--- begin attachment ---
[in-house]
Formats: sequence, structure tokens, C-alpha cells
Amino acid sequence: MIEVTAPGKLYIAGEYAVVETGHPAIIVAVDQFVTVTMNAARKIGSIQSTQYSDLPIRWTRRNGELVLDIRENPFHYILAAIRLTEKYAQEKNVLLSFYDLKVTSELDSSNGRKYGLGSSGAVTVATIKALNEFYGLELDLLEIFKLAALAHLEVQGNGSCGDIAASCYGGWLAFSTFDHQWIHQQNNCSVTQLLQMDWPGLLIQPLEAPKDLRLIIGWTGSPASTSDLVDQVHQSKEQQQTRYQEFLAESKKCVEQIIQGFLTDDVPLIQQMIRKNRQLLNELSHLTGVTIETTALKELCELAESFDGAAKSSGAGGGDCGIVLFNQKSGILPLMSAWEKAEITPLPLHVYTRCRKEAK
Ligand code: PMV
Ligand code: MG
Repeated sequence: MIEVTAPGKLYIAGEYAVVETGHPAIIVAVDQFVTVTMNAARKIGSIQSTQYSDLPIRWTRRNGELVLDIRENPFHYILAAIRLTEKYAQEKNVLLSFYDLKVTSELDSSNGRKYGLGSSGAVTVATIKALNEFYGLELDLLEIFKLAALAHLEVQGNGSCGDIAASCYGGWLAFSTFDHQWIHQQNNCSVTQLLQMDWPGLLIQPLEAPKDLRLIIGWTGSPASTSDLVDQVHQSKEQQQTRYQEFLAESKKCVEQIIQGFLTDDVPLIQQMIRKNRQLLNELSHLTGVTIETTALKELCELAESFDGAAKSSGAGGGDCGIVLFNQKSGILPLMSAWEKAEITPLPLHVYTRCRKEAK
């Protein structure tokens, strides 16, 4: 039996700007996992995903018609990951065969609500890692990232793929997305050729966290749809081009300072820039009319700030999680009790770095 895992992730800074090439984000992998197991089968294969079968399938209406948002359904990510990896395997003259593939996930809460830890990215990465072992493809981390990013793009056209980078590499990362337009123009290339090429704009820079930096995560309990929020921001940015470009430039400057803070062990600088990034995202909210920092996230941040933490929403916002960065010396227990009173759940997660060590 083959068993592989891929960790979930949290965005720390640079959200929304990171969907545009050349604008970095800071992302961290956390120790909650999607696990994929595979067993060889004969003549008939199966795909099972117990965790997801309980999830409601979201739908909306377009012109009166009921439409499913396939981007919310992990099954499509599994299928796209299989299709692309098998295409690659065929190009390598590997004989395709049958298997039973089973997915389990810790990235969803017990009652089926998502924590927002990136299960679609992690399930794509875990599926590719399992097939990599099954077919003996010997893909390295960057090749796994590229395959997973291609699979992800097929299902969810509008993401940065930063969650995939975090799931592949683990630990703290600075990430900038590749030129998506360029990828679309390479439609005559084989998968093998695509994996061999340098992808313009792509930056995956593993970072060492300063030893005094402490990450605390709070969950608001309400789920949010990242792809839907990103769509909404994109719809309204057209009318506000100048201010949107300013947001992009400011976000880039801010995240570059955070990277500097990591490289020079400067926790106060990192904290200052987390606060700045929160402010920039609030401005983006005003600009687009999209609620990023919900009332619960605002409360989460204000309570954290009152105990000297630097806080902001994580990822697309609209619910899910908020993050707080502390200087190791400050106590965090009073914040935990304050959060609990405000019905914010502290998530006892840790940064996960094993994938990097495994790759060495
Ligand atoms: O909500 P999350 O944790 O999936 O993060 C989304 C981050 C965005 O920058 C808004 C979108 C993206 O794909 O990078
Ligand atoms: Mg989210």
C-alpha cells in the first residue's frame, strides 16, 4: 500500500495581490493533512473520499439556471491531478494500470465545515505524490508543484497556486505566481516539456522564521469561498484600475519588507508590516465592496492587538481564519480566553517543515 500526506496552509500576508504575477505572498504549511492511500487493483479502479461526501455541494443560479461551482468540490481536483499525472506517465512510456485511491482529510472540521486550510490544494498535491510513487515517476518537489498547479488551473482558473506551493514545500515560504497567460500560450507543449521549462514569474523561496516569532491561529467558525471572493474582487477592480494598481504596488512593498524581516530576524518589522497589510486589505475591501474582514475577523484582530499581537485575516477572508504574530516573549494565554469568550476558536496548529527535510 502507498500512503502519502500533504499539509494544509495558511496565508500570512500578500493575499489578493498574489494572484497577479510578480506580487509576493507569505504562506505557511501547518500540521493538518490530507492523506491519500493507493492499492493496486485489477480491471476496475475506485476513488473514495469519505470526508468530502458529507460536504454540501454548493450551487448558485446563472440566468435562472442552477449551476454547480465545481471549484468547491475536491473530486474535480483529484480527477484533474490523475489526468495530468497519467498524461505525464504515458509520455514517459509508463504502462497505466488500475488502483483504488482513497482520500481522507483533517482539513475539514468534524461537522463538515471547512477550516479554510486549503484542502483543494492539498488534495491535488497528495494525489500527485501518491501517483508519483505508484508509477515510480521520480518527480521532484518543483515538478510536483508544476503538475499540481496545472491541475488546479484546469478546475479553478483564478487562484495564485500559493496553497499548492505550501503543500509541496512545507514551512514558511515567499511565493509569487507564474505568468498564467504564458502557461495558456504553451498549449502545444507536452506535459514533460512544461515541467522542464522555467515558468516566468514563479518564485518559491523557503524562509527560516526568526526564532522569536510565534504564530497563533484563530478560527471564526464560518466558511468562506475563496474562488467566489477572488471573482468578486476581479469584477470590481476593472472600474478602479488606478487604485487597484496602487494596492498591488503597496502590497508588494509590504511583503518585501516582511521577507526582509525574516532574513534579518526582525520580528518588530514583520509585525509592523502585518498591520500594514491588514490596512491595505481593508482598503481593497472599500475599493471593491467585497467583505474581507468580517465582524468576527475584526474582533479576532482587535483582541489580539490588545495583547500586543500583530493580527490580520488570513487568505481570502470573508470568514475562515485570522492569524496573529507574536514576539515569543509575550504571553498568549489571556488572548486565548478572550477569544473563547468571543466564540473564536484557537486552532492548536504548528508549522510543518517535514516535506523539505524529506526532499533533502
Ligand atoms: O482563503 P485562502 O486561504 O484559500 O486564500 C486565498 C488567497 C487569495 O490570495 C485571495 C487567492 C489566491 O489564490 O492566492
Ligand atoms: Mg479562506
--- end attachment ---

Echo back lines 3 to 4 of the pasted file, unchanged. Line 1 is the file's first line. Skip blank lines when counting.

Amino acid sequence: MIEVTAPGKLYIAGEYAVVETGHPAIIVAVDQFVTVTMNAARKIGSIQSTQYSDLPIRWTRRNGELVLDIRENPFHYILAAIRLTEKYAQEKNVLLSFYDLKVTSELDSSNGRKYGLGSSGAVTVATIKALNEFYGLELDLLEIFKLAALAHLEVQGNGSCGDIAASCYGGWLAFSTFDHQWIHQQNNCSVTQLLQMDWPGLLIQPLEAPKDLRLIIGWTGSPASTSDLVDQVHQSKEQQQTRYQEFLAESKKCVEQIIQGFLTDDVPLIQQMIRKNRQLLNELSHLTGVTIETTALKELCELAESFDGAAKSSGAGGGDCGIVLFNQKSGILPLMSAWEKAEITPLPLHVYTRCRKEAK
Ligand code: PMV